"I felt that what I was doing was acceptable to my family. When I finally had a partner and took him home, no one said anything."
"People use gay people for fundraising drives and a good number of us are very active in social, voluntary assistance works and human rights campaigns, so when people talk about this "equality" thing, then how come gay relationships don't get recognised?" he comments.
Sefa says being in a gay relationship whether it's male or female is "one's own choice". "To me, a gay relationship is no different from a normal heterosexual relationship. It's not only a physical thing but also our feelings and matters of the heart," he explains.
Sefa believes gay marriage should be legalised in Fiji because there are advantages.
The other night, he went home and thought about how when he was younger, he would be sitting with his aunts talking, and when one of his "queen" cousins walked past, his aunts would ask one another "Isa, who will look after him when he's old?"
"Marriage is about looking after each other. Till death do us part - let's grow old together kind of thing."
"Gays should be allowed to get married and look after each other. Then maybe, relatives would stop gossiping, judging and criticising."
Sefa says people generally see gays as triple "F'" (Fix, F and Forget). "I'm sure this thought has crossed the minds of parents of gay children and youths. They fear a lifestyle of diseases and multiple sex partners - so marriage is a good way to prevent or reduce this."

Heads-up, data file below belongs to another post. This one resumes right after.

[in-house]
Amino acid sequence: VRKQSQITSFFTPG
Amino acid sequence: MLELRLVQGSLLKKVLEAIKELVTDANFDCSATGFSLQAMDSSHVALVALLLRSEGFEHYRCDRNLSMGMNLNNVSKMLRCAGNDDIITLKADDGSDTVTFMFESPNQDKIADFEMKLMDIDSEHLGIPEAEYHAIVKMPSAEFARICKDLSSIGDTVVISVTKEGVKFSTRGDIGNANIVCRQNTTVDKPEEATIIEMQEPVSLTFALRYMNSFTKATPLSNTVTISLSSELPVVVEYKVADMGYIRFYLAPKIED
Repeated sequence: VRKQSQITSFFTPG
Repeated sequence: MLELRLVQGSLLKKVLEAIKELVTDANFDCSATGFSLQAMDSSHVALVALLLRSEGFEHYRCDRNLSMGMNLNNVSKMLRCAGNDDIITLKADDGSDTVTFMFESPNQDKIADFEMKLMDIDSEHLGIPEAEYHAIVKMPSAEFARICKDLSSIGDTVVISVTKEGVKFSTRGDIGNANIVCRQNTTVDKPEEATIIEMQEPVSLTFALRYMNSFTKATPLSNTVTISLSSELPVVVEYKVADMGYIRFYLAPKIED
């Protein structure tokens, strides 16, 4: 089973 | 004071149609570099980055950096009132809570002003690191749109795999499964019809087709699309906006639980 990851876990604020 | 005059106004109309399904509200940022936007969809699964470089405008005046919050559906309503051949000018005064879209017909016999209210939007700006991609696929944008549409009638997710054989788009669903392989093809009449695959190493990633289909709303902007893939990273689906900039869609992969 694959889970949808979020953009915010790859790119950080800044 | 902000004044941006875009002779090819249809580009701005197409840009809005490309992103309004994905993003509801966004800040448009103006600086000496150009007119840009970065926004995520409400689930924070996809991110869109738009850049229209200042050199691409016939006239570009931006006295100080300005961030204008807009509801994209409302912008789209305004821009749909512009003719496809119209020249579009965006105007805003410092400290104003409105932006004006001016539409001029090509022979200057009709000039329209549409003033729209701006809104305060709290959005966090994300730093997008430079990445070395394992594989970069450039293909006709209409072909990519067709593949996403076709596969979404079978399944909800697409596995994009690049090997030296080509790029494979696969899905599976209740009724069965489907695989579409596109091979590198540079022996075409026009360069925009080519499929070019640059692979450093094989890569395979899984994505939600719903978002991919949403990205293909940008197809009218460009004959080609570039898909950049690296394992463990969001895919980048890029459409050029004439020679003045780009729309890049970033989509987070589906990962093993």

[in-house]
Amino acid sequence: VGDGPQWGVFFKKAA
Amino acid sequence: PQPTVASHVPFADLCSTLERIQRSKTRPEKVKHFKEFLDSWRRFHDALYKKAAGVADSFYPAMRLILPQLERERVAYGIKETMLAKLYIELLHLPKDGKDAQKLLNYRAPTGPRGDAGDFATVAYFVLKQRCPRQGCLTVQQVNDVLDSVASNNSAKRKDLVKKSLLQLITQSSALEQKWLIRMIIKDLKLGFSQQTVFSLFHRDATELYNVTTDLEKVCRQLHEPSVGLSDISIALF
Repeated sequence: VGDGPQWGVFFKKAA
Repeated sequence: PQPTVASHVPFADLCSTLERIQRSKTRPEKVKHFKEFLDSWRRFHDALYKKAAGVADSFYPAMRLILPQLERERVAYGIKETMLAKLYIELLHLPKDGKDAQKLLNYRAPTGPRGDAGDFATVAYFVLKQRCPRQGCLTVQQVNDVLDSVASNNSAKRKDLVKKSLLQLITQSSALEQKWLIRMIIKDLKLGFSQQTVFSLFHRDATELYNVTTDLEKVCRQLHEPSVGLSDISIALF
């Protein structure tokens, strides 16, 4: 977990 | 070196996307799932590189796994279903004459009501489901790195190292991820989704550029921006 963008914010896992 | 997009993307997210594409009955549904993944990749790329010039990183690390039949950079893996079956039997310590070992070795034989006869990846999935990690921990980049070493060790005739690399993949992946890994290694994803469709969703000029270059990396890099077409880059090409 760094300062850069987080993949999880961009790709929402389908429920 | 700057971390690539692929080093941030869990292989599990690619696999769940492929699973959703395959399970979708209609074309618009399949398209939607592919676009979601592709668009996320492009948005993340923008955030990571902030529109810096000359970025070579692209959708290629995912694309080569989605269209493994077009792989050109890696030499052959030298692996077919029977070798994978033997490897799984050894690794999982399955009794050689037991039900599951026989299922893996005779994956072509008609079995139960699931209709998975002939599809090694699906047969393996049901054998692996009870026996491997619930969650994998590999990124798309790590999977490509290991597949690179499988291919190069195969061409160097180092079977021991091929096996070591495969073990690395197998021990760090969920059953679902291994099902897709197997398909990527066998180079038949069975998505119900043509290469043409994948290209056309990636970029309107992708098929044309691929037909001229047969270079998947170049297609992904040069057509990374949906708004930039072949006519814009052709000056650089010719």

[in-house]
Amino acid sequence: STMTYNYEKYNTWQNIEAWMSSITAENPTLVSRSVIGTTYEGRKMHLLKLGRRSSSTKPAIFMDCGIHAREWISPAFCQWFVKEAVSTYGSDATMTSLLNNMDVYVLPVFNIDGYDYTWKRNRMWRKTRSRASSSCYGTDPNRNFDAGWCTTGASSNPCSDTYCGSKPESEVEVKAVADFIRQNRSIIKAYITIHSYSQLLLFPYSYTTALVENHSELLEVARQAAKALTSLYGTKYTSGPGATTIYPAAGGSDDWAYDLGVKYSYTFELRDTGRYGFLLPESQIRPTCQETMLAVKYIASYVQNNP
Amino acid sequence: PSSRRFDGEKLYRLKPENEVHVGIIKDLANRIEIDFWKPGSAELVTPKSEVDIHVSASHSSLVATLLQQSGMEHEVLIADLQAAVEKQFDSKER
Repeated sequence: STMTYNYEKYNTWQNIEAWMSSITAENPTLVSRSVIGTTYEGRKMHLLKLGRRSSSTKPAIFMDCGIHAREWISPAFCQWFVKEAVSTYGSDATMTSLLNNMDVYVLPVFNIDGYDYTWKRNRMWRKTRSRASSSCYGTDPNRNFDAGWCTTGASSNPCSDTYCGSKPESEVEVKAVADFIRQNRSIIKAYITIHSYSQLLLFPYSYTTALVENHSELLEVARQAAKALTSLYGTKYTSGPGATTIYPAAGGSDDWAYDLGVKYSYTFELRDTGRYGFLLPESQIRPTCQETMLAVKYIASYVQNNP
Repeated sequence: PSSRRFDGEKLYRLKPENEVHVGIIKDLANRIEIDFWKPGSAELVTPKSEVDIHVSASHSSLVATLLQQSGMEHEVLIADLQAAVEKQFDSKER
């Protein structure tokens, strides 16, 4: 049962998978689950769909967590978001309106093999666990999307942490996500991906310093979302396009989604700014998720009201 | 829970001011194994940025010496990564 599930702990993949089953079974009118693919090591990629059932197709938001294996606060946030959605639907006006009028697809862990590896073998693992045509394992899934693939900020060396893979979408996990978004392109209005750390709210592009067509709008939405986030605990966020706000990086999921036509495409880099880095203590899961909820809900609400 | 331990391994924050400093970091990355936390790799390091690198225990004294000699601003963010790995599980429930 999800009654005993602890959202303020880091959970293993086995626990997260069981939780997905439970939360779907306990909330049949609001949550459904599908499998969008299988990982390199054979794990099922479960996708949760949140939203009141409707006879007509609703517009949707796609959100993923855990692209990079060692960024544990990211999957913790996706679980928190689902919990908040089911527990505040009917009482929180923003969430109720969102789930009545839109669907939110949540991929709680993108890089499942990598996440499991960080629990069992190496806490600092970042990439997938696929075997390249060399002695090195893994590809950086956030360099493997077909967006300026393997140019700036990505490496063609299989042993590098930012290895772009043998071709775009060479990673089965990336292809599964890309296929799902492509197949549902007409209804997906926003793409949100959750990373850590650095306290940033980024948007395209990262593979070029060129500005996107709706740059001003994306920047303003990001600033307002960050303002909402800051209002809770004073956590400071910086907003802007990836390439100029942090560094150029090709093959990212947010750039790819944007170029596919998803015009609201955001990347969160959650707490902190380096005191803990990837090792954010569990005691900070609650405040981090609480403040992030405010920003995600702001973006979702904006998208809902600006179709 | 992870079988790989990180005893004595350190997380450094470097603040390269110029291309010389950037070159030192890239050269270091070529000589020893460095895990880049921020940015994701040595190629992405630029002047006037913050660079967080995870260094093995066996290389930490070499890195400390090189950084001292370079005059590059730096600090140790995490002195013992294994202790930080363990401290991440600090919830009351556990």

"Marriage would also boost the economy through gay tourists choosing Fiji as their holiday and wedding destinations.
"Legal marriage would also bind a couple together which would mean less promiscuous sexual behaviour."
Sefa himself broke off a five-year love relationship because both felt it was going nowhere. He says, when two people who love each other very much are not married, break-up is inevitable, as both don't feel responsible to commit.
"Being legally married is a form of recognition to the public that a couple belong together and is a good enough reason for the couple to stay faithful and committed until death," he says.
Ruby Taylor-Newton (Fiji Times) - 21 March 2010.